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# Displacement current and Maxwell’s correction to Ampere's circuital law

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Displacement current and Maxwell’s correction to Ampere's circuital law

In unit 4, we studied Faraday’s law of electromagnetic induction which states that the change in magnetic field produces an electric field. Mathematically where Φ is the magnetic flux and ∂/∂t is the partial derivative with respect to time. Equation (5.1) means that the electric field is induced along a closed loop by the changing magnetic flux ΦB in the region encircled by the loop. Now the question asked by James Clerk Maxwell is ‘Is converse of this statement true?’ Answer is ‘yes’. He showed that the change in electric field also produces magnetic field which is where ΦB is the electric flux. This is known as Maxwell’s law of induction, which explains that the magnetic field induced along a closed loop by the changing electric flux ΦE in the region encircled by that loop. This in turn, explains the existence of radio waves, gamma rays, infrared rays, etc.

In order to understand how the changing electric field produces magnetic field, let us consider a situation of ‘charging a parallel plate capacitor’ shown in Figure 5.3 Assume that the medium in between the capacitor plates is a non-conducting medium. The electric current passing through the wire is the conduction current IC. This current generates magnetic field around the wire (refer Unit 3) connected across the capacitor. Therefore, when a magnetic needle is kept near the wire, deflection is observed. In order to compute the strength of magnetic field at a point, we use Ampere's circuital law (from Unit 3) which states that ‘the line integral of the magnetic field around any closed loop is equal to µo times the net current I threading through the area enclosed by the loop’. Ampere's law in equation form is where µo is the permeability of free space.

To calculate the magnetic field at a point P near the wire as shown in Figure 5.4, let us draw an amperian loop (circular loop) which encloses the surface S1 (circular surface). Therefore, using Ampere's circuital law (equation 5.3), we get where Ic is the conduction current.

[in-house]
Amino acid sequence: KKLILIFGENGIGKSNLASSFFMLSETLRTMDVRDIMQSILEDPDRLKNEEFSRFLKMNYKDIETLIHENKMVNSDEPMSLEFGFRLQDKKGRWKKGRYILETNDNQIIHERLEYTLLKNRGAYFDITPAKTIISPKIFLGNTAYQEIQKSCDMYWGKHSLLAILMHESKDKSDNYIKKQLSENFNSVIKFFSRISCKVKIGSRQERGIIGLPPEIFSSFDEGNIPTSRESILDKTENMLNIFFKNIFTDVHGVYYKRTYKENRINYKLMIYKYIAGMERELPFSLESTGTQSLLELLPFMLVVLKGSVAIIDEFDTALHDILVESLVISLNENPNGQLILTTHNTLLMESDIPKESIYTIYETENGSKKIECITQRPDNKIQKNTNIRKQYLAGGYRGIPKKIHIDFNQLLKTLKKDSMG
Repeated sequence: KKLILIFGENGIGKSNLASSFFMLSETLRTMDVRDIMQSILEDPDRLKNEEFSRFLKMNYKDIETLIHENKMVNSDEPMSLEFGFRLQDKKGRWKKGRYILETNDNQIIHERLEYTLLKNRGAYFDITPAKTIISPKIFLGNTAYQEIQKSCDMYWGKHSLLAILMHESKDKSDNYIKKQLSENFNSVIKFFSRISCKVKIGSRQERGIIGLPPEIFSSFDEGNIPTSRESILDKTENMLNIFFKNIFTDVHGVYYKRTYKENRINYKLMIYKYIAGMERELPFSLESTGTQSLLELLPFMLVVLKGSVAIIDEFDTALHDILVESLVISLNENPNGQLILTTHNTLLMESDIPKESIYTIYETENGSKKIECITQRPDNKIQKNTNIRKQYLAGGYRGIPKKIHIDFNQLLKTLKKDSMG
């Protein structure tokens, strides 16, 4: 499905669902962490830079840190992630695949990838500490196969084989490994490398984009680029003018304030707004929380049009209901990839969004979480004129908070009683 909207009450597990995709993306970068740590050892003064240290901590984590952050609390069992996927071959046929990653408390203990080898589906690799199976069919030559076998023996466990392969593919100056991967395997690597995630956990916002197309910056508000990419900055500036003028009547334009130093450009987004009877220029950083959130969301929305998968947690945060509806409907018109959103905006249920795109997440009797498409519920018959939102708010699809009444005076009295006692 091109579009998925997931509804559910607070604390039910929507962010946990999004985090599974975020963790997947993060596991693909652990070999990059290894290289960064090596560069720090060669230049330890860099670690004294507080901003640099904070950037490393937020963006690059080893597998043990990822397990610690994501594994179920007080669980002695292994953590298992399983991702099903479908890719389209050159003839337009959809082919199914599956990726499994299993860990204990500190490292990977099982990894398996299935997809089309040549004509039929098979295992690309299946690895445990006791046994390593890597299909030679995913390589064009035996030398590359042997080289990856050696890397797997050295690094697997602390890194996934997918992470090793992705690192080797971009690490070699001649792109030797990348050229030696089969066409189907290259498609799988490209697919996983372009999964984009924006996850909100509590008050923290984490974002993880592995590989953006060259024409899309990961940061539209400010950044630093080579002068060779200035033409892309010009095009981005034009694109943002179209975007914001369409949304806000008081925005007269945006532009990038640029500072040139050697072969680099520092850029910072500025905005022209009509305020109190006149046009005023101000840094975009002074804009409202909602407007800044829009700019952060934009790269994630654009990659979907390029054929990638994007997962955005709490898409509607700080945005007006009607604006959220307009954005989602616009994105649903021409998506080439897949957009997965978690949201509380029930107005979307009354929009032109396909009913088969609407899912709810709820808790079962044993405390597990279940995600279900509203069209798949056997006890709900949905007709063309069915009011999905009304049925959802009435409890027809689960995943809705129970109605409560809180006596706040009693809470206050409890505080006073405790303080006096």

Suppose the same loop is enclosed by balloon shaped surface S2 as shown in Figure 5.5. This means that the boundaries of two surfaces S1 and S2 are same but shape of the enclosing surfaces are different (first surface (S1) is circular in shape and second one is balloon shaped surface (S2)). As the Ampere’s law applied for a given closed loop does not depend on shape of the enclosing surface, the integrals will give the same answer. But by applying Ampere’s circuital law (equation 5.3), we get The right hand side of equation is zero because the surface S2 no where touches the wire carrying conduction current and further, there is no current in between the plates of the capacitor (there is a discontinuity). So the magnetic field at a point P is zero. Hence there is an inconsistency between equation (5.4) and equation (5.5). J. C.Maxwell resolved this inconsistency as follows:

Due to external source (battery or cell), the capacitor gets charged up because of current flowing through the capacitor. This produces an increasing electric field between the capacitor plates. So, there must be a current associated with the changing electric field in between the capacitor plates. In other words, the time varying electric flux (or time varying electric field) existing between the plates of the capacitor also produces a current known as displacement current. From Gauss’s law (refer Unit 1), the electric flux between the plates of the capacitor (Figure 5.6) is where A is the area of the plates of capacitor.

The change in electric flux is where Id is known as displacement current. The displacement current can be defined as the current which comes into play in the region in which the electric field and the electric flux are changing with time. In other words, whenever the change in electric field takes place, displacement current is produced. Maxwell modified Ampere's law as where I = Ic + Id which means the total current enclosed by the surface is sum of conduction current and displacement current. When a constant current is applied, displacement current Id = 0 and hence Ic = I. Between the plates, the conduction current Ic = 0 and hence Id = I.

EXAMPLE 5.1

Consider a parallel plate capacitor which is maintained at potential of 200 V. If the separation distance between the plates of the capacitor and area of the plates are 1 and 20 cm2. Calculate the displacement current for the time in µs.

Solution

Potential difference between the plates of the capacitor, V = 200 V

The distance between the plates,

d = 1 mm = 1 × 10-3 m

Area of the plates of the capacitor,

A = 20 cm2 = 20 × 10-4 m2

Time is given in micro-second, µs = 10-6 s

Displacement current But electric field, E = V/d

Therefore, = 35400 ×10−7 = 3 .5 mA

Tags : Electromagnetic Waves , 12th Physics : Electromagnetic Waves
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